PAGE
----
How To Remove Glazed Creosote From Your Chimney

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  • Creosote is a dangerous build-up of soot and tar in your chimney, and can cause chimney fires.
  • Signs that you have creosote in your chimney include a campfire smell, black staining around the fireplace, and poor draft.
  • If you have glazed creosote, which is the most dangerous kind, it’s important to call a professional to remove it.
  • There are several things you can do to prevent creosote buildup, including having your chimney inspected and swept annually.

It was the middle of winter and I had been noticing a strange smell in my house. It smelled like a campfire, and I knew that meant there was creosote in my chimney.

I called a chimney sweep to come and take a look, and he told me I had glazed creosote build-up, which was a serious fire hazard.

He said it would be difficult to remove and would require an industrial-grade creosote remover.

I did some research online and found a local contractor with decent Google Reviews. I called them to schedule an appointment, and they sent someone out to my house right away.

The technician explained that glazed creosote is an extremely dense and sticky layer that is made up of layers of creosote that have formed and hardened over one another.

He said it was a serious fire hazard and would be difficult to remove.

The technician sprayed an industrial-grade creosote remover into the flue, saturating the area.

The product remained in the chimney for 3-5 days to allow the chemical reaction to happen, breaking down the creosote compound into a flaky and brushable substance.

After 5 days, I called a local chimney sweep back and asked them to come and clean my chimney. They did so quickly and efficiently, and now my chimney is safe and clean!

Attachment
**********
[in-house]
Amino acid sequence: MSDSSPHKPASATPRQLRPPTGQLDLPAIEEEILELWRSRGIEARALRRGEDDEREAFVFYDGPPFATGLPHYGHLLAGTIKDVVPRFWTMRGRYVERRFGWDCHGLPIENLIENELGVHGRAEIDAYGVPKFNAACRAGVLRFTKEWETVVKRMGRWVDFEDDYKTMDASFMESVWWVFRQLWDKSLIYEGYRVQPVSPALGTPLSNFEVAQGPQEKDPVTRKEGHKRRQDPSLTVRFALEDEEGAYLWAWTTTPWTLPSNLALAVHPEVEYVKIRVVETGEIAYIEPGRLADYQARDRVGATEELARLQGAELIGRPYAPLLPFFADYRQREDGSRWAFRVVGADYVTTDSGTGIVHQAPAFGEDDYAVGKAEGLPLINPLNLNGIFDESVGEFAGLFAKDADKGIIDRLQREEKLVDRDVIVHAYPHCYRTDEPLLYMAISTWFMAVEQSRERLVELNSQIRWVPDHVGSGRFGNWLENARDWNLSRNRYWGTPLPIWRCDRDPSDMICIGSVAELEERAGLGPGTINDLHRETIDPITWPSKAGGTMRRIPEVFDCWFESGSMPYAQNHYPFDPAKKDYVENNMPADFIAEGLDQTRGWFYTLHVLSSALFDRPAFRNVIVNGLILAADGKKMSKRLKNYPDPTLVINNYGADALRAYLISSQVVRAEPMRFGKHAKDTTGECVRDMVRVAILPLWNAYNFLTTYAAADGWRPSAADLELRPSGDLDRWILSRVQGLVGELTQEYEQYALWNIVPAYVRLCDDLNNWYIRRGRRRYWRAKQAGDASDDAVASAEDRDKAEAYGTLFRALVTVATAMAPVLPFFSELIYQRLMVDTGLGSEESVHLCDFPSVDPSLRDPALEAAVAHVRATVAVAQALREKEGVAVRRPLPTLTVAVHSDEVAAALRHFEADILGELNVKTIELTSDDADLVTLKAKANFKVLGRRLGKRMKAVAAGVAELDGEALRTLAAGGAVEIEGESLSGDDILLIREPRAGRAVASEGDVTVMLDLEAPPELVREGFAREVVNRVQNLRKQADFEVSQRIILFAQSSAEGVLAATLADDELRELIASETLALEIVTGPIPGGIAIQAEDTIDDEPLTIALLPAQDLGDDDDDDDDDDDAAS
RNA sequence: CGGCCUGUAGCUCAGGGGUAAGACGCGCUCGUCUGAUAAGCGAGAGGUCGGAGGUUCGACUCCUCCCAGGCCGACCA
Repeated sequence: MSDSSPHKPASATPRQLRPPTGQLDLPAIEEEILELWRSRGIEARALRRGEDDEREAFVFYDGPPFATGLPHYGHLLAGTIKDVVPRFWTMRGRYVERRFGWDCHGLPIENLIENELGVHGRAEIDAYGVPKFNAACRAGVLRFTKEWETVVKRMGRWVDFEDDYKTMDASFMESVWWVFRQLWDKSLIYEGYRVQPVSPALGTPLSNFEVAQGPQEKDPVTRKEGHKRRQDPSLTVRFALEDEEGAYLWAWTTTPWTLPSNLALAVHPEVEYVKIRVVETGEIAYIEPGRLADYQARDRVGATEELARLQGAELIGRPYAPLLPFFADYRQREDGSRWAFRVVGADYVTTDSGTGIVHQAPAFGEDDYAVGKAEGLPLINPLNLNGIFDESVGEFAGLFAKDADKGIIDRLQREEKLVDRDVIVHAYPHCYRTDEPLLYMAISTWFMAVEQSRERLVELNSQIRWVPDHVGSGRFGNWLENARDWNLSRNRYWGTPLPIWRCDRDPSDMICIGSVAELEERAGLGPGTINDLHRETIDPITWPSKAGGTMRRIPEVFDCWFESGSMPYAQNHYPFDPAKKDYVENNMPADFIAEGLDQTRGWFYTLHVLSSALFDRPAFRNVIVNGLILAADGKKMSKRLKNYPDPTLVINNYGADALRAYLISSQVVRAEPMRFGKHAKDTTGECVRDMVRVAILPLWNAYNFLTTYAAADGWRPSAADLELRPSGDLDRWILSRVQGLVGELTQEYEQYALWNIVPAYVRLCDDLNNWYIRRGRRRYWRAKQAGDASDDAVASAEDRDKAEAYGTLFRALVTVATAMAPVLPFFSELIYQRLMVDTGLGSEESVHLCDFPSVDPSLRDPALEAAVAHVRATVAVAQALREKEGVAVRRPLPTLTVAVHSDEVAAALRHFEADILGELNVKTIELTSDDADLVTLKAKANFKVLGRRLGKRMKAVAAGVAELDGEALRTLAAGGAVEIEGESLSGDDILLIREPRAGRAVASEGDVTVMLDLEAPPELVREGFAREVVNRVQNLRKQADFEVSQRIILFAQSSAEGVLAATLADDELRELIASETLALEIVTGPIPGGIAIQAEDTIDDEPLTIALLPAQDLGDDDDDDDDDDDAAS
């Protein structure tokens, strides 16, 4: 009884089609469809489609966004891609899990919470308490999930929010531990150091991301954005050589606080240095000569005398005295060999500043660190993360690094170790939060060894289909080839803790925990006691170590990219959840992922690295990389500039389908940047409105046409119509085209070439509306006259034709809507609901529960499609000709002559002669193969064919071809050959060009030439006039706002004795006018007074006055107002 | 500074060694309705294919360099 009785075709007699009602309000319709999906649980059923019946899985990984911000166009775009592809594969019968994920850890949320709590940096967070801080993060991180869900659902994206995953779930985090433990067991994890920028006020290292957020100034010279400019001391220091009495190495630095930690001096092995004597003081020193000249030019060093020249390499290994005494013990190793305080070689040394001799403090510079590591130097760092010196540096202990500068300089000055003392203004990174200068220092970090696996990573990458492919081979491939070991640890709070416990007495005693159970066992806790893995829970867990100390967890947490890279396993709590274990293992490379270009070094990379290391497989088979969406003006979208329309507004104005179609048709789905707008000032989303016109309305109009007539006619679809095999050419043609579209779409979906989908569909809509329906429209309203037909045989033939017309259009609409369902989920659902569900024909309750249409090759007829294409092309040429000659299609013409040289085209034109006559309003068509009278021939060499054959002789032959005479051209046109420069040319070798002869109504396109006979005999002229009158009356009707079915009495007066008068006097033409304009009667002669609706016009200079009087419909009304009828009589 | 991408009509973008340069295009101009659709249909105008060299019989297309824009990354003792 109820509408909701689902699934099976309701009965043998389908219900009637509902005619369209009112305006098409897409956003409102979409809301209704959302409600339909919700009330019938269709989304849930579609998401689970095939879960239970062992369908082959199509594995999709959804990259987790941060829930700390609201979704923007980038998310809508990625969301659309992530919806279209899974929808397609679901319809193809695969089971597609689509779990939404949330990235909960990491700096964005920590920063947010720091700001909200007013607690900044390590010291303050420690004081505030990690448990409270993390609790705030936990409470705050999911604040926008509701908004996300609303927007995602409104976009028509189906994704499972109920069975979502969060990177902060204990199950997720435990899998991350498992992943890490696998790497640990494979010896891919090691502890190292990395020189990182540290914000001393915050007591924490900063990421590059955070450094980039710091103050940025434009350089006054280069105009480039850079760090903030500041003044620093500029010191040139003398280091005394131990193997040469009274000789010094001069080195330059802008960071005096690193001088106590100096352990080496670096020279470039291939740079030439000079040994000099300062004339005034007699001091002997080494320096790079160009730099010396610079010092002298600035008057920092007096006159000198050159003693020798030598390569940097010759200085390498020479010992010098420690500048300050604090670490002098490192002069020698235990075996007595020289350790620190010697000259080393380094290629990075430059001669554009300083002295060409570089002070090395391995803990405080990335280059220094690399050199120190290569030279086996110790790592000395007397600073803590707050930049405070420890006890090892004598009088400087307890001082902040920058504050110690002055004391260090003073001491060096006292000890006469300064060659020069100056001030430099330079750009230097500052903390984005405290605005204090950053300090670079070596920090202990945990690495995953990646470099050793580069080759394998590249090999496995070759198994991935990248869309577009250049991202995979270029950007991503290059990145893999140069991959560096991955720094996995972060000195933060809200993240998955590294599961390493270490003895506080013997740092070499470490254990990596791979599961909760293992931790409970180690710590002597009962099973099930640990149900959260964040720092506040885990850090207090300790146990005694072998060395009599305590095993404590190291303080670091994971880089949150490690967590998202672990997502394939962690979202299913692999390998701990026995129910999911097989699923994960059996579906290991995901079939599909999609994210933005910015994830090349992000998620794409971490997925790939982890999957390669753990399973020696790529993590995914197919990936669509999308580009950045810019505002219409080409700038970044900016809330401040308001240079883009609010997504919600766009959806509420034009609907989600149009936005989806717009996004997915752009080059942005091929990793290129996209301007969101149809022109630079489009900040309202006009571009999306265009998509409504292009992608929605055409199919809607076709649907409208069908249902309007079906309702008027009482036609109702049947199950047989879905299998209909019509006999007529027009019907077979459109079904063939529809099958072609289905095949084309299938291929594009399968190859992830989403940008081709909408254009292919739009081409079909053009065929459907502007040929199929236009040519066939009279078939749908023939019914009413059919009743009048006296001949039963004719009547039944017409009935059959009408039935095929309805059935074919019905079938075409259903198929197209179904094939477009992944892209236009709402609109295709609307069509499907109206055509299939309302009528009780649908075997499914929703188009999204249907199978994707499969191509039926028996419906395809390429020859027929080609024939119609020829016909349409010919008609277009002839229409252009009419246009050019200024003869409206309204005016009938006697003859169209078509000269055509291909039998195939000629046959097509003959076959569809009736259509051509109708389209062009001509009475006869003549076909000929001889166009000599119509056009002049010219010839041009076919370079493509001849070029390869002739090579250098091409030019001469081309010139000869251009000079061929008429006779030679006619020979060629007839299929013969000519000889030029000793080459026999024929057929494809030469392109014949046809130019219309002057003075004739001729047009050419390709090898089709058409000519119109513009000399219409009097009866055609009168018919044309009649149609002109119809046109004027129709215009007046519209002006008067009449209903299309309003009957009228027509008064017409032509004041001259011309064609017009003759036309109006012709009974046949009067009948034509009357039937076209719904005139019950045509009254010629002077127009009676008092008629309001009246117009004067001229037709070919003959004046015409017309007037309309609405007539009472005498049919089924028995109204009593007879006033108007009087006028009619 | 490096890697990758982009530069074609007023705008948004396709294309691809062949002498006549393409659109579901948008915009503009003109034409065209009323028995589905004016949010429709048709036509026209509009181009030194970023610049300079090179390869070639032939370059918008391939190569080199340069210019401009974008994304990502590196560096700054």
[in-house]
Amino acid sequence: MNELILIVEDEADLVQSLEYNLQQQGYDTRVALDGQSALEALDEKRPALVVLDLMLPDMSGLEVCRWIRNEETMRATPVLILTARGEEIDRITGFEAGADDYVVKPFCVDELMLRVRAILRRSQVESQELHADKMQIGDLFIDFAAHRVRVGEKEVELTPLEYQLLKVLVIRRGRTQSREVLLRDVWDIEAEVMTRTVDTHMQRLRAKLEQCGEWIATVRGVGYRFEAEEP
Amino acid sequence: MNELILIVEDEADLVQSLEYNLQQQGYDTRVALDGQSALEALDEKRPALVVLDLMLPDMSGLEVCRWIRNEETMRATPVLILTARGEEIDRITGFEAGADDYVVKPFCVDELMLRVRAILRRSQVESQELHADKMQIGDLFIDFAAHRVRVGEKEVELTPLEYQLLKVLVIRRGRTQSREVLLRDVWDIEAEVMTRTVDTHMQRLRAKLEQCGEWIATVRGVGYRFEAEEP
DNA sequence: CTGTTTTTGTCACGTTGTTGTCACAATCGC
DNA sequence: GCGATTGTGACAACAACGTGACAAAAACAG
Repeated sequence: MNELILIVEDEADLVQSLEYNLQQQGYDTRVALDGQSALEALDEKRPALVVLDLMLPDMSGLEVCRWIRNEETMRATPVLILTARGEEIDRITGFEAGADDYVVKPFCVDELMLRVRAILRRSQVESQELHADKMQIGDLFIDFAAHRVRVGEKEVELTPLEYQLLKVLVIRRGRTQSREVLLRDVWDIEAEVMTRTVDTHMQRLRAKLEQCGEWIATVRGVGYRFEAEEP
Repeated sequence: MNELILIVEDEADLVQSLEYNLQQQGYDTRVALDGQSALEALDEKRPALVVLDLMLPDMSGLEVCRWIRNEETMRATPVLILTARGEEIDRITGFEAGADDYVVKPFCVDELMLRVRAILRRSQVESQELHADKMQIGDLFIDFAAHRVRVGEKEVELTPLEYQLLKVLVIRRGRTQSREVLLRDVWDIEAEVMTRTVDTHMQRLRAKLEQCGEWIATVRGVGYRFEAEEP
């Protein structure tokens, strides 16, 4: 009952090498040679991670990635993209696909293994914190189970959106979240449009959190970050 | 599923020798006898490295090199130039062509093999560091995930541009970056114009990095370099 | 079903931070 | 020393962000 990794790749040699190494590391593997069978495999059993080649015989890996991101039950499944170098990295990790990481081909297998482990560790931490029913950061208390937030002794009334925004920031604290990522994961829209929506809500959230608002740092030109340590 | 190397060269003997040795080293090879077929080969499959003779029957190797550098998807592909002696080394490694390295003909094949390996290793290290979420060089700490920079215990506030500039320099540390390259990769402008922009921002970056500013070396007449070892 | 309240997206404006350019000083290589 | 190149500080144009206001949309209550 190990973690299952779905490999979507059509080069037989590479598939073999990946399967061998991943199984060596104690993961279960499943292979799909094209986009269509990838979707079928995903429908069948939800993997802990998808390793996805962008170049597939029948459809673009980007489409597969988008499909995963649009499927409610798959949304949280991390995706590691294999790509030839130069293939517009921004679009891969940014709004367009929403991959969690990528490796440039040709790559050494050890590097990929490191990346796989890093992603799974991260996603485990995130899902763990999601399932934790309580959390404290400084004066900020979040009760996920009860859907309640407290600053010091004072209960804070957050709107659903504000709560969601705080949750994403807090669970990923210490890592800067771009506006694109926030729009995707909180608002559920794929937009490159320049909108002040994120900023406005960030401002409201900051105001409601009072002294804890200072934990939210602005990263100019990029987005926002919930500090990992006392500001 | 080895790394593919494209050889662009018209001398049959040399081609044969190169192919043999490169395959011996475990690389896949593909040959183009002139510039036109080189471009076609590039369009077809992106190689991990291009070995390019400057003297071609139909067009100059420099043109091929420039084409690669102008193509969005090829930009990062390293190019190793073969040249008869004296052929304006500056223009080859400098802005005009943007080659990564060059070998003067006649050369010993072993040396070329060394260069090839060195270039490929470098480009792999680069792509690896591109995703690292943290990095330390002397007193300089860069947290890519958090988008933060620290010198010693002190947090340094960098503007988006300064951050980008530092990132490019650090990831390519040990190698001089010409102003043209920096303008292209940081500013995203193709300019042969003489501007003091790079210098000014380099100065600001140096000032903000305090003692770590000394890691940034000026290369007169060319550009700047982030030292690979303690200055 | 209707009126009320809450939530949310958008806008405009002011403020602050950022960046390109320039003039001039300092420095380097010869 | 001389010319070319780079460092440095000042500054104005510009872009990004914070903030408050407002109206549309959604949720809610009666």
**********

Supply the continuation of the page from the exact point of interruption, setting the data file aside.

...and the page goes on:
How to remove glazed creosote from the chimney

Glazed creosote is a hard surface that is attached to a chimney. The glaze is caused when creosote dries out, so removing the substance from your chimney can be difficult.

You can use hot water or boiling vinegar to melt the glaze, but if you try this method, be careful. It can be dangerous when ash or tar is involved.

Glazing of creosote happens because of the dirty chimney and stagnant air inside the room with high humidity and low temperature that help crystallize the substance on one side of your equipment.

If you neglect cleaning your chimney, it will also crystallize over time. Continue reading, and you will find some tips to help remove the glaze.

How to remove glazed creosote from the chimney

  1. Wear rubber gloves
  2. Boil water and wipe it on the glazed area
  3. Wait until the water evaporates
  4. Dry the chimney

Remove glazed creosote from the chimney as soon as possible.

The following steps usually work:

The following steps usually work

Step 1

Turn off your gas and electricity to prevent any fire accidents.

Step 2

Close the fireplace damper and use a shop vac to suck up any loose ashes blocking the flue or chimney pipe. Place a shop vac hose into the fireplace flue, reaching up around your fireplace damper, getting in between the damper casing, and glazing.